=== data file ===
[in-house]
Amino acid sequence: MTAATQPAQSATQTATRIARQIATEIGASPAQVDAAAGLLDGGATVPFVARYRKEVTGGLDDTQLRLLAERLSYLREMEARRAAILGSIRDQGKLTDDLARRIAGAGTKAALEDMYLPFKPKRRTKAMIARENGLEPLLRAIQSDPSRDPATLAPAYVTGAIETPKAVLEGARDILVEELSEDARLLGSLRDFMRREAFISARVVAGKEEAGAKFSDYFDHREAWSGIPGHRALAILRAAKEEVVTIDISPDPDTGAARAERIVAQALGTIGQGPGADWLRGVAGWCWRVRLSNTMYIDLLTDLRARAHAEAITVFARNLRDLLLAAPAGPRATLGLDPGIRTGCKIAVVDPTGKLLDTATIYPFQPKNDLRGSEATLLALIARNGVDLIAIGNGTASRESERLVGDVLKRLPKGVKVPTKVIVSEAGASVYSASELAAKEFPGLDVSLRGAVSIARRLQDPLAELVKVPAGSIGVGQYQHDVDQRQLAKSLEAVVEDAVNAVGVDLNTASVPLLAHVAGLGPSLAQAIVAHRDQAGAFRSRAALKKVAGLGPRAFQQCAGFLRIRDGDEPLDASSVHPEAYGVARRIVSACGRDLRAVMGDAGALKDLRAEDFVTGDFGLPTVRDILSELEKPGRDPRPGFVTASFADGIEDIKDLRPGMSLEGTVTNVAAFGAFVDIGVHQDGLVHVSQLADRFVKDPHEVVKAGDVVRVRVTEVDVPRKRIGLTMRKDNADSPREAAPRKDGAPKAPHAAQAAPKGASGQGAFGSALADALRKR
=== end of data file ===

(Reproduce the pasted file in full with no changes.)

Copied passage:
[in-house]
Amino acid sequence: MTAATQPAQSATQTATRIARQIATEIGASPAQVDAAAGLLDGGATVPFVARYRKEVTGGLDDTQLRLLAERLSYLREMEARRAAILGSIRDQGKLTDDLARRIAGAGTKAALEDMYLPFKPKRRTKAMIARENGLEPLLRAIQSDPSRDPATLAPAYVTGAIETPKAVLEGARDILVEELSEDARLLGSLRDFMRREAFISARVVAGKEEAGAKFSDYFDHREAWSGIPGHRALAILRAAKEEVVTIDISPDPDTGAARAERIVAQALGTIGQGPGADWLRGVAGWCWRVRLSNTMYIDLLTDLRARAHAEAITVFARNLRDLLLAAPAGPRATLGLDPGIRTGCKIAVVDPTGKLLDTATIYPFQPKNDLRGSEATLLALIARNGVDLIAIGNGTASRESERLVGDVLKRLPKGVKVPTKVIVSEAGASVYSASELAAKEFPGLDVSLRGAVSIARRLQDPLAELVKVPAGSIGVGQYQHDVDQRQLAKSLEAVVEDAVNAVGVDLNTASVPLLAHVAGLGPSLAQAIVAHRDQAGAFRSRAALKKVAGLGPRAFQQCAGFLRIRDGDEPLDASSVHPEAYGVARRIVSACGRDLRAVMGDAGALKDLRAEDFVTGDFGLPTVRDILSELEKPGRDPRPGFVTASFADGIEDIKDLRPGMSLEGTVTNVAAFGAFVDIGVHQDGLVHVSQLADRFVKDPHEVVKAGDVVRVRVTEVDVPRKRIGLTMRKDNADSPREAAPRKDGAPKAPHAAQAAPKGASGQGAFGSALADALRKR